“…seeks to highlight that the art and craftsmanship of clothes repair is particularly relevant in a world where more and more people voice their dissatisfaction with fashion’s throwaway culture. By exploring the story behind the garment and repair, the Programme reinforces the relationship between the wearer and garment, leading to people wearing existing clothes for longer, with the beautiful darn being worn as a badge of honor.”

Indeed, why not accent the mending on one’s beloved sweater, for example, with contrasting thread, thus reinforcing both metaphorically and literally, its importance? After all, does a garment really need to be discarded due to a hole or rip?

“Darning Sampler, 1711.” https://collection.cooperhewitt.org/objects/18345433/, Accessed on November 19, 2014.

Mirra Bank, Anonymous Was A Woman: A celebration in words and images of tradition American art—and the women who made it, (St. Martin’s Press, 1979), pg. 24.

“About Tom Holland.” http://tomofholland.com/about/, Tom van Deijnen, accessed on November 19, 2014.


Our beloved CSA comes to an end this week, at least for this season. Since June, we have made weekly pilgrimages to Indian Line Farm, which is situated in a verdant valley below the Taconic Mountain range. Once your feet hit the earth here, and you look up at the mountains, stress seems to wash away and your mouth begins to water as you glance at the current week’s offerings. Most of the produce is picked and ready for us, but we also go out into the field to pick green beans, cherry tomatoes and husk cherries, as well as stunning bouquets of flowers. At the farm, and then when we sit down at our dining room table, we give thanks to Elizabeth and her crew for their efforts.

Our summer subscription starts off with many delightful greens, and we eagerly await the almost ripe tomatoes grown in the long tunneled hoop house. We mark the season with the farm, embracing zucchinis and eggplants, and now we appreciate root vegetables and hardier greens.

Eating seasonal food in the season it is produced is nothing new, for prior to modern methods of canning and freezing, one either ate food directly from the garden or from the stored vegetables in the root cellar. Though one can purchase Asparagus officinalis and Fragaria x ananassa at the grocery and consume these all year along, we instead cherish the long fresh spikes of asparagus in May and the plump red strawberries in June.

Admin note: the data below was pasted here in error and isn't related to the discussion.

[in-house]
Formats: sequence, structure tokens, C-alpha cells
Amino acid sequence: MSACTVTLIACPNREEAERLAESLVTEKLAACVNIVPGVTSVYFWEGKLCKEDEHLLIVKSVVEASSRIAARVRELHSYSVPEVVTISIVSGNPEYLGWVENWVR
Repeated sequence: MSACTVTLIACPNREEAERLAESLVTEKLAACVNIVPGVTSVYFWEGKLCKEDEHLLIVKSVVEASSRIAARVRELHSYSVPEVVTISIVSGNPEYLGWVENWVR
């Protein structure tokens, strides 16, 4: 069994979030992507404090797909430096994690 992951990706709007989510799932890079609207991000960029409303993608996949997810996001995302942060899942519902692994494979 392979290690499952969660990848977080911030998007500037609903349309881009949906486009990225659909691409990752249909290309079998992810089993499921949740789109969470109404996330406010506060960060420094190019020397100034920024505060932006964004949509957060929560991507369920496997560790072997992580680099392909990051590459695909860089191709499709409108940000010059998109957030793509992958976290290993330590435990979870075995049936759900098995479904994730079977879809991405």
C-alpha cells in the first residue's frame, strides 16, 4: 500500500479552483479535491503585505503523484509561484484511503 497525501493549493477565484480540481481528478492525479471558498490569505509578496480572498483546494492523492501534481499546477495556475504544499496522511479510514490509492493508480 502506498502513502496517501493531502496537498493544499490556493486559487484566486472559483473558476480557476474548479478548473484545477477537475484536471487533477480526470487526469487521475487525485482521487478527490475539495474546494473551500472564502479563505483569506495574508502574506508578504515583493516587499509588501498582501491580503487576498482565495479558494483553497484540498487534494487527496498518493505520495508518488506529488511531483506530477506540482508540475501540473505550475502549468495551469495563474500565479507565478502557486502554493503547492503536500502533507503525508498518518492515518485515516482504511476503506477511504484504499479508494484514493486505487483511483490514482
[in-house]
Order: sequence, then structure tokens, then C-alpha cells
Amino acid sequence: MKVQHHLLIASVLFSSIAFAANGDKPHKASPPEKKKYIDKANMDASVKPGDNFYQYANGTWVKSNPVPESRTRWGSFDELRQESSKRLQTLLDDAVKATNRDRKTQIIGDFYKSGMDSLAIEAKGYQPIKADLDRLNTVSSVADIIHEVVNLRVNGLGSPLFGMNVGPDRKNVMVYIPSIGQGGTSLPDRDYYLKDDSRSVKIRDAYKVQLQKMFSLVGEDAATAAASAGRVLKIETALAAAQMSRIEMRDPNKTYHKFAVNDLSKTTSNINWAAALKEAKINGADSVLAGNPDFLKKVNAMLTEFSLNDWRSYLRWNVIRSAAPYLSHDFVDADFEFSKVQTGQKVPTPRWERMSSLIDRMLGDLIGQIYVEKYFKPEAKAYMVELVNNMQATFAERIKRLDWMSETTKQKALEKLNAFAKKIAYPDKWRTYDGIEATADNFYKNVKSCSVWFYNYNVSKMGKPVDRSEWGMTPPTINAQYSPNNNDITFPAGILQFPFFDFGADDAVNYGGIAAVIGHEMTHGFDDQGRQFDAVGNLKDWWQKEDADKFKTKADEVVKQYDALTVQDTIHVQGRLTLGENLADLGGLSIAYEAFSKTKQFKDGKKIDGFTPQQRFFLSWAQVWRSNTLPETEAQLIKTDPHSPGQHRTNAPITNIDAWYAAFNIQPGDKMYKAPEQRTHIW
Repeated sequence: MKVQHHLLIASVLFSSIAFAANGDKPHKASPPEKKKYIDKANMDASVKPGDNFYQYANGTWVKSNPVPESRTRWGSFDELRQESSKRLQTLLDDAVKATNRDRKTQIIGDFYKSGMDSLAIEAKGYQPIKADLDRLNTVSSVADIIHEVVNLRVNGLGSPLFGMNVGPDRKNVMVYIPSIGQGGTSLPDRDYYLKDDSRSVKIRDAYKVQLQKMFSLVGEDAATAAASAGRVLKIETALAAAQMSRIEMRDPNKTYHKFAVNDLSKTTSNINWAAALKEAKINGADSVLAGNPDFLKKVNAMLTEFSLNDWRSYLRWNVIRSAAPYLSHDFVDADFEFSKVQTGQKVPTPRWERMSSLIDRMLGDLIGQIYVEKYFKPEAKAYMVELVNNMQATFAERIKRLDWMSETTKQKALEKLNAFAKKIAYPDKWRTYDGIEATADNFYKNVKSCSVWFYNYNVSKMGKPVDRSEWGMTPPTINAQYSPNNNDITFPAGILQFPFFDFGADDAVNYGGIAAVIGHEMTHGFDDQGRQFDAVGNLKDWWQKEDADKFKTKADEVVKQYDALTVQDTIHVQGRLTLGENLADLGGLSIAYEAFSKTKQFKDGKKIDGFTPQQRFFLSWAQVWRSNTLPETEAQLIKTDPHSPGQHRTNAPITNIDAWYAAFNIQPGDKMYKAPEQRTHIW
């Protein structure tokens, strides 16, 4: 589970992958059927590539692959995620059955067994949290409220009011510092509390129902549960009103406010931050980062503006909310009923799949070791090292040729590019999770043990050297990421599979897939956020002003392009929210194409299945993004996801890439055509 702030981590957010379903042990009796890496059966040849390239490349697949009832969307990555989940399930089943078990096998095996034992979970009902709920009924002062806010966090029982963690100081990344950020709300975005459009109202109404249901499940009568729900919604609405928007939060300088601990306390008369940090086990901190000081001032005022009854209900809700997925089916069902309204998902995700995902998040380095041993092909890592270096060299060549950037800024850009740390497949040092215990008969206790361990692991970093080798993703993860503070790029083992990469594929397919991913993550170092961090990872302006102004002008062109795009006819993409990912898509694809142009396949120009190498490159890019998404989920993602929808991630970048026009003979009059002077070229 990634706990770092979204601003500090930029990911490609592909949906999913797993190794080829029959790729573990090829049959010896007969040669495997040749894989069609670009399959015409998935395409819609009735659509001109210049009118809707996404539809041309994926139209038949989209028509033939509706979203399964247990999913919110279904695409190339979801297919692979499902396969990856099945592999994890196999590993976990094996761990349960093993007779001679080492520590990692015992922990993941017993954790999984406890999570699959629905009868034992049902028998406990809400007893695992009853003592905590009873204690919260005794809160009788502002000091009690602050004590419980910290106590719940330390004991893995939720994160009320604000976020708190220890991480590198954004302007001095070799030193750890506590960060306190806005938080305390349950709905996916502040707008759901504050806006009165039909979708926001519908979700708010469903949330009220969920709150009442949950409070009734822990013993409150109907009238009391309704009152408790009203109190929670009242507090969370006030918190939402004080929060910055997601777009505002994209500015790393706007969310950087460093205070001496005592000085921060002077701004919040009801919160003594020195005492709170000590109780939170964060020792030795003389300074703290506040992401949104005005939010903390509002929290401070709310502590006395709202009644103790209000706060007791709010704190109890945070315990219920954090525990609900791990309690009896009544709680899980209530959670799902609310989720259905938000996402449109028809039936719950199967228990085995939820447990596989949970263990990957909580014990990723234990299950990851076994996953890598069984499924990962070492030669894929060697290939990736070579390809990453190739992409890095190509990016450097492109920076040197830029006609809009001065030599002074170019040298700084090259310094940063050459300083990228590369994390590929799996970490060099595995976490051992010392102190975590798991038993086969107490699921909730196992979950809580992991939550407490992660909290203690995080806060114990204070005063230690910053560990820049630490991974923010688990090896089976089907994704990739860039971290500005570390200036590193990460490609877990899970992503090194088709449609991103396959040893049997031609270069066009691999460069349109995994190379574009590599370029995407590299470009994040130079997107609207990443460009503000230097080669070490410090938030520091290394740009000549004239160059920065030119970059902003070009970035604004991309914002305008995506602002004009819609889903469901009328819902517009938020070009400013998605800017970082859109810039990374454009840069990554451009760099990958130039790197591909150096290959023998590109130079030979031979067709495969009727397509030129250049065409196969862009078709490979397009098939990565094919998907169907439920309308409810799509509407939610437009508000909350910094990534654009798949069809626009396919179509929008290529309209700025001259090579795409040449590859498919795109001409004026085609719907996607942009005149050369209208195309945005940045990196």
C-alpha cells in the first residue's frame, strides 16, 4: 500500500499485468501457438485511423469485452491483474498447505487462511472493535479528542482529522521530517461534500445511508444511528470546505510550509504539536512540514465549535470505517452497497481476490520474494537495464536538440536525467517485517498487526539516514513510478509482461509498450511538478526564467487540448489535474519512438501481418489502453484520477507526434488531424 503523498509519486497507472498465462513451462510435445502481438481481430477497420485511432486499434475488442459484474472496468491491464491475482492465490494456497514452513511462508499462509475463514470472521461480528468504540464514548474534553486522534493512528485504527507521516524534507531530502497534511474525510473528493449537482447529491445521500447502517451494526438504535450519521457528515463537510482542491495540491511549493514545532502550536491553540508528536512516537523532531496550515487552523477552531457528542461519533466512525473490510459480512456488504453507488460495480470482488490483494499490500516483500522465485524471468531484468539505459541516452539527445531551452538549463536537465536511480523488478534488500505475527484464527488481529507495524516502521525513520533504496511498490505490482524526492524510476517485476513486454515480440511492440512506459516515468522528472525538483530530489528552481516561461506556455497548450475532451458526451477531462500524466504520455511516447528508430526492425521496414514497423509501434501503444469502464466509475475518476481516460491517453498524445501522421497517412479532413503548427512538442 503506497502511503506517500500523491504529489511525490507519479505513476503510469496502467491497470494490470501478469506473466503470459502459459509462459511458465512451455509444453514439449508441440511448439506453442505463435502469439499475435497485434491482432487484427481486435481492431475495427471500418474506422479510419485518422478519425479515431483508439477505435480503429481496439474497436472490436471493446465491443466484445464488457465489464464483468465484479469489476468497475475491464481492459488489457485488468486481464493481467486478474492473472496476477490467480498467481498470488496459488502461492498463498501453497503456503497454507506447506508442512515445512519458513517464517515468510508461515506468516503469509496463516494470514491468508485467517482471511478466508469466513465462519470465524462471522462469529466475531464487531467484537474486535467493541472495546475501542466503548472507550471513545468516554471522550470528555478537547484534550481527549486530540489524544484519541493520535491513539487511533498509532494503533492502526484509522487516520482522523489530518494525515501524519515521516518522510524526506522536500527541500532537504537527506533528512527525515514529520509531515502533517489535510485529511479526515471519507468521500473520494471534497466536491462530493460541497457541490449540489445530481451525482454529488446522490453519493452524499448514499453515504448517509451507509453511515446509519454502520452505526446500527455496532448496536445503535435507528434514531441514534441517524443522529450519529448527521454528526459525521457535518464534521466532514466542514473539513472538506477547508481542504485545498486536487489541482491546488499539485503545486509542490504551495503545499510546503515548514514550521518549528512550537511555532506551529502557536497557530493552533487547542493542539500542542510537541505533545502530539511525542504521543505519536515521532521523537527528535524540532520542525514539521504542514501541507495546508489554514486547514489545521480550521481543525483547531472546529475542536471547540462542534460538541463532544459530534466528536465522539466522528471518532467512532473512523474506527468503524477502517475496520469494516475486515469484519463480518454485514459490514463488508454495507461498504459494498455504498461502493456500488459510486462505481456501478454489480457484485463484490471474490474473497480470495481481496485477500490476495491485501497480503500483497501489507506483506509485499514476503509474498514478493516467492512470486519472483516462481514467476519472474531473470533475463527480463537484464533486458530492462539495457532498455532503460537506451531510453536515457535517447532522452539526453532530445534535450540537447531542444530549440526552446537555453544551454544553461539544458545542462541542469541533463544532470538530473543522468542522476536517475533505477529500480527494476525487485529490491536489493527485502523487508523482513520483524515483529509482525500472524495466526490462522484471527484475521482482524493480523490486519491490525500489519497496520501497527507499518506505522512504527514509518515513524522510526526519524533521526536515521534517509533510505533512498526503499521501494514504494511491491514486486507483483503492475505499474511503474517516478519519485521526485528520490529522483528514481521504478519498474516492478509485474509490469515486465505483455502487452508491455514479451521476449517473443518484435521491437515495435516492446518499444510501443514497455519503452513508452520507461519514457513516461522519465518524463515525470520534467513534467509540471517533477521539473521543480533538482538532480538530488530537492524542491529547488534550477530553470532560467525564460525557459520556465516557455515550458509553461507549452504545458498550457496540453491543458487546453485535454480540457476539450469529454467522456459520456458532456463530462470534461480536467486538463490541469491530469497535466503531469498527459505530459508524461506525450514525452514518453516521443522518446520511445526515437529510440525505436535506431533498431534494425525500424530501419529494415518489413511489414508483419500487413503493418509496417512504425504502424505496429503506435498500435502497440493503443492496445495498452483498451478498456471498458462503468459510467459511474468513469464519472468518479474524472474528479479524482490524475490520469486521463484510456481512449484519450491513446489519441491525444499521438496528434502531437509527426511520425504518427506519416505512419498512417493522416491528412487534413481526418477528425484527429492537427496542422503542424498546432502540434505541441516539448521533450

my collection of Ambrose Heath books

my collection of Ambrose Heath books

Persephone Books has just published Ambrose Heath’s The Country Life Cookery Book with illustrations by Eric Ravilious. Heath (1891-1969), a much renowned British journalist, wrote over 70 cookbooks as well as countless newspaper columns on food. In his preface to this new edtion, Simon Hopkinson notes:

“Seasonal is simply how it was. Those of my grandparents’ generation, as well as that of Mr. Heath, knew nothing else other than, say, the purchase of a pound of leeks from the greengrocer in winter; followed by no leeks at all, all summer long……seasonal cookery writing is all the rage, now, but this was not always so. “

Already we look forward to next year’s progression of vegetables with Indian Line Farm, and for now, we will turn to our hoop house for winter greens and lettuces. Now on our trips to the grocers, I try hard not to eat out of season.

 The Persephone Biannually, No 16 Autumn/Winter 2014-15, pg.4

NOTE: Persephone Books publishes “reprints of neglected fiction and non-fiction by mid-twentieth century (mostly) women writers.” Each of their 110 books is a delight to hold in your hand with its elegant “dove-grey jacket, fabric endpaper” and matching bookmark. I adore those bookmarks and cherish them. If you are in London, a visit to their store at 59 Lamb’s Conduit Street is a must.